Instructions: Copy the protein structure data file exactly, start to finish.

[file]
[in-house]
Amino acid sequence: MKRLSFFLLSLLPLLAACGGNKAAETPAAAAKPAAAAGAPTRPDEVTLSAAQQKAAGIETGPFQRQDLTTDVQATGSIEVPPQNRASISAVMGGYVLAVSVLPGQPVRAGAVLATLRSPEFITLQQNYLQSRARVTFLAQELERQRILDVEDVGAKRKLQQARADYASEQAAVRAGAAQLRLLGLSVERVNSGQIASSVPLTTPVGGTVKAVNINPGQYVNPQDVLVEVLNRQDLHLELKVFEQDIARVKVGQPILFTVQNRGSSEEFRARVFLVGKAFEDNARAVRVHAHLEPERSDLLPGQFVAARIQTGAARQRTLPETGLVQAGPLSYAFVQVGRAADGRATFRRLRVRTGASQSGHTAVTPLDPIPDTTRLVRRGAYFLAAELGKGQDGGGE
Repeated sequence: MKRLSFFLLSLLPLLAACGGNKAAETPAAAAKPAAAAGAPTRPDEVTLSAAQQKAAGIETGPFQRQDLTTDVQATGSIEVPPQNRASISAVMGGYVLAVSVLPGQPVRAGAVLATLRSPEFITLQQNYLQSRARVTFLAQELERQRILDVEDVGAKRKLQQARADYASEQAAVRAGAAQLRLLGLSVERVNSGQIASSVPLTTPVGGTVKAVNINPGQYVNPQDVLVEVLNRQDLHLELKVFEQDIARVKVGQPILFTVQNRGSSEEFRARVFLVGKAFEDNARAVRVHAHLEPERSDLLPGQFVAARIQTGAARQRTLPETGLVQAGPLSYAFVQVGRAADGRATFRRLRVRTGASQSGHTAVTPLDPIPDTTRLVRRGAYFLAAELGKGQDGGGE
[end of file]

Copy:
[in-house]
Amino acid sequence: MKRLSFFLLSLLPLLAACGGNKAAETPAAAAKPAAAAGAPTRPDEVTLSAAQQKAAGIETGPFQRQDLTTDVQATGSIEVPPQNRASISAVMGGYVLAVSVLPGQPVRAGAVLATLRSPEFITLQQNYLQSRARVTFLAQELERQRILDVEDVGAKRKLQQARADYASEQAAVRAGAAQLRLLGLSVERVNSGQIASSVPLTTPVGGTVKAVNINPGQYVNPQDVLVEVLNRQDLHLELKVFEQDIARVKVGQPILFTVQNRGSSEEFRARVFLVGKAFEDNARAVRVHAHLEPERSDLLPGQFVAARIQTGAARQRTLPETGLVQAGPLSYAFVQVGRAADGRATFRRLRVRTGASQSGHTAVTPLDPIPDTTRLVRRGAYFLAAELGKGQDGGGE
Repeated sequence: MKRLSFFLLSLLPLLAACGGNKAAETPAAAAKPAAAAGAPTRPDEVTLSAAQQKAAGIETGPFQRQDLTTDVQATGSIEVPPQNRASISAVMGGYVLAVSVLPGQPVRAGAVLATLRSPEFITLQQNYLQSRARVTFLAQELERQRILDVEDVGAKRKLQQARADYASEQAAVRAGAAQLRLLGLSVERVNSGQIASSVPLTTPVGGTVKAVNINPGQYVNPQDVLVEVLNRQDLHLELKVFEQDIARVKVGQPILFTVQNRGSSEEFRARVFLVGKAFEDNARAVRVHAHLEPERSDLLPGQFVAARIQTGAARQRTLPETGLVQAGPLSYAFVQVGRAADGRATFRRLRVRTGASQSGHTAVTPLDPIPDTTRLVRRGAYFLAAELGKGQDGGGE